Just over half reported never having experienced a hypoglycaemic episode (138; 56.6%). The relationship between treatment type (insulin or no insulin) and hypoglycaemia is represented in the Table 1.

TABLE 1: Treatment type and reported hypoglycaemia.

There was a strong association between taking insulin and reporting a hypoglycaemic episode (p = 0.05). The odds of a patient who was using insulin reporting hypoglycaemia was six times that of a patient not taking insulin. Of the 167 patients not using insulin, 77 were on metformin only and 90 were on metformin and sulphonylureas. Patients on sulphonylureas were 2.63 times more likely to experience hypoglycaemia than patients on metformin only (35/90 v’s 15/77).

Over a hundred respondents (106; 42%) reported a hypoglycaemic episode. Seventy one of these respondents (67%) reported that they had experienced less than five episodes since diagnosis and thirty five (33%) had experienced more than five. The reported number of episodes of hypoglycaemia since diagnosis is illustrated in Figure 3.

FIGURE 3: Number of episodes of hypoglycaemia since diagnosis of diabetes.

Most reported that there was someone with them when they experienced a hypoglycaemic episode (68: 66%) and 37 were alone during at least one of the episodes (34%).

Of those who reported hypoglycaemia, most (60; 56%) reported that they recognised the symptoms of hypoglycaemia and took steps to rectify the low sugar levels. The remaining respondents (46:44%) who reported hypoglycaemia relied on others for assistance. Most recovered from the episode in their own homes (92; 87%), some (12; 11%) were taken to hospital and two (2%) recovered at work. There was a non-statistical association between a higher frequency of reported hypoglycaemic episodes (> 5 since diagnosis) (p = 0.92) and lower levels of schooling. There was a non-statistical association between more reported episodes of hypoglycaemia in those who earned less than R2000 per month and those who earned more than R2000 per month (p = 0.34). There was a significant association between the age of onset of diagnosis and the risk of reporting hypoglycaemia (p = 0.005) with those in the age group 40 to 49 years at diagnosis representing the highest prevalence (16 people reporting more than five episodes).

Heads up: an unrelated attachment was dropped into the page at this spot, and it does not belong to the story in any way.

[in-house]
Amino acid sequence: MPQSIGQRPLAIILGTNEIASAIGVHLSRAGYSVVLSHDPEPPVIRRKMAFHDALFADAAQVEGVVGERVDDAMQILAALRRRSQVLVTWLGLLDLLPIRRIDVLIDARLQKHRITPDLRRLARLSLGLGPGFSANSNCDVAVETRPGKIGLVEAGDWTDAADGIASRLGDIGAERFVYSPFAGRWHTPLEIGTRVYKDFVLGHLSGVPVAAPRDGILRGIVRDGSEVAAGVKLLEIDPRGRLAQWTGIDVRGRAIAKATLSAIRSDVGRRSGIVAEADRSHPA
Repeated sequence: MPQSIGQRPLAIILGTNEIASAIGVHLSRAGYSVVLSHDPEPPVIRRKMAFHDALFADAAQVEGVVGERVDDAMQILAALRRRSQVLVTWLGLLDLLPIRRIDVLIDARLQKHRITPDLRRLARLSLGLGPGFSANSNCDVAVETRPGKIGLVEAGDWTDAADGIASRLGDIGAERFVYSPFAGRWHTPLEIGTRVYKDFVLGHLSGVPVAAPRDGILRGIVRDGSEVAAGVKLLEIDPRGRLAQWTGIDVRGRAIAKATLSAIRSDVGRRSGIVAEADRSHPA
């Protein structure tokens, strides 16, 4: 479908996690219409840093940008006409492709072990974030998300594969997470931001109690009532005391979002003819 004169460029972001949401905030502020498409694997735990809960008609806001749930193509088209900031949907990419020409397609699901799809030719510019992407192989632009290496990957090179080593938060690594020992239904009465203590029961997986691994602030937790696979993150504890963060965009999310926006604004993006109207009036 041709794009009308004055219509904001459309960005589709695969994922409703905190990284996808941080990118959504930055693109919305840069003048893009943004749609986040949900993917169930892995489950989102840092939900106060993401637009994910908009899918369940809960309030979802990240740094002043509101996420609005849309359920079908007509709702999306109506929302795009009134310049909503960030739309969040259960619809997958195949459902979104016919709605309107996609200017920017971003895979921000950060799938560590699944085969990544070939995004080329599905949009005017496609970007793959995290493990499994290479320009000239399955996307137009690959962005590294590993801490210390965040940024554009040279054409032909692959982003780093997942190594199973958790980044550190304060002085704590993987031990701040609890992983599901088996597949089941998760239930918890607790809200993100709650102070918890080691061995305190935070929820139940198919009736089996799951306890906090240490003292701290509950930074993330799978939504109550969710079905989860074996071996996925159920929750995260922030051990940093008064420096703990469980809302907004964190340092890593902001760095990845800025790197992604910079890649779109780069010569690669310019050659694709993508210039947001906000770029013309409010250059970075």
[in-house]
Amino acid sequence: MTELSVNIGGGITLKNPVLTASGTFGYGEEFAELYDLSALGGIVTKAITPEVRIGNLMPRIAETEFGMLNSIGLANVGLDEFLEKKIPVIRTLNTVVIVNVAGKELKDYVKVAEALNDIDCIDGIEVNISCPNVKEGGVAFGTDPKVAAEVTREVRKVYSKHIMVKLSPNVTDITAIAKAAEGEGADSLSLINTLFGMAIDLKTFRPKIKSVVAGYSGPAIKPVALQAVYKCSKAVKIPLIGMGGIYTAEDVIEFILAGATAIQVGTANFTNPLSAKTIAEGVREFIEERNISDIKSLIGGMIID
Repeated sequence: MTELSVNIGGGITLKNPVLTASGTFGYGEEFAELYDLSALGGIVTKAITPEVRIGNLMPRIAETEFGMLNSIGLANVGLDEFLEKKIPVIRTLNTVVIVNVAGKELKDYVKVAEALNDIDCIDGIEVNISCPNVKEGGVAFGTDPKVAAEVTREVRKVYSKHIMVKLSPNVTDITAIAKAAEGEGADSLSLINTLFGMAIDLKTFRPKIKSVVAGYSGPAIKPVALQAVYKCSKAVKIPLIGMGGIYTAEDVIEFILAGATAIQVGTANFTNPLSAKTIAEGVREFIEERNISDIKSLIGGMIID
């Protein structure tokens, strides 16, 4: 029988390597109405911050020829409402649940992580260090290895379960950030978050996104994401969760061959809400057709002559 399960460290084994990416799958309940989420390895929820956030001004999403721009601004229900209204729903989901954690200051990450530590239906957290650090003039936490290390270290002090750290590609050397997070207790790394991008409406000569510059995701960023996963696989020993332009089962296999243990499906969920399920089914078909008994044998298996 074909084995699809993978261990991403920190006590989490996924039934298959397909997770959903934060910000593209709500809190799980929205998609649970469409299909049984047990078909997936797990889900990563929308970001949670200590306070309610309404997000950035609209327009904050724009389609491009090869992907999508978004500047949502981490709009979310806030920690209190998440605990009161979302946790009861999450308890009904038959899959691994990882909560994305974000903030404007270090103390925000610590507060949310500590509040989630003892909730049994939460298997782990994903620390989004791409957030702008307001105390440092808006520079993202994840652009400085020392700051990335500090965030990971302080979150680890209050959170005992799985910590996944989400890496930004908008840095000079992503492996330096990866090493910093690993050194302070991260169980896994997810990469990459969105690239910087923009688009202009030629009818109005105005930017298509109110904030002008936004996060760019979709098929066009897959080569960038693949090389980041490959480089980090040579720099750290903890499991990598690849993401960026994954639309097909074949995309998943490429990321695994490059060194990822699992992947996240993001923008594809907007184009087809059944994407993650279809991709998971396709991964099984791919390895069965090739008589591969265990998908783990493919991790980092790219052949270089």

There was no association between the number of times per day which insulin was administered and reported episodes of hypoglycaemia. Similarly, there was no association between self-administered insulin and insulin administered by caregiver and reported hypoglycaemic episodes.

Reported hypoglycaemic education

A third (96; 39%) reported that they had received no education on diabetes/hypoglycaemia. A chi-square test revealed that there was a significant association between a lower level of schooling and a report of not being educated about diabetes (p = 0.001). Of those who reported that they had received education (148; 61%), most were educated/counselled by a doctor (105; 71%), 18 by a nurse educator (12%) and 25 (17%) reported that a diabetic educator informed them about the symptoms and management of hypoglycaemia.

Respondents were asked to comment on their views of the hypoglycaemic education and most (124; 84%) reported the education as good. The remainder (23; 16%) reported that education was average or poor. Of those who rated their education as good, 21 experienced more than five episodes of hypoglycaemia (14 %). The relationship between hypoglycaemic education and frequency of hypoglycaemic episodes is illustrated in Table 2.

TABLE 2: Hypoglycaemic education and reported hypoglycaemia.

The odds of those who were not educated about hypoglycaemic experiencing hypoglycaemia were four times greater than those who received hypoglycaemic education. Conversely, there was a significant relationship between being educated about hypoglycaemia and the number of hypoglycaemic episodes with just under half of the respondents (57; 45%) who were educated around hypoglycaemia reporting < 5 episodes (p = 0.027).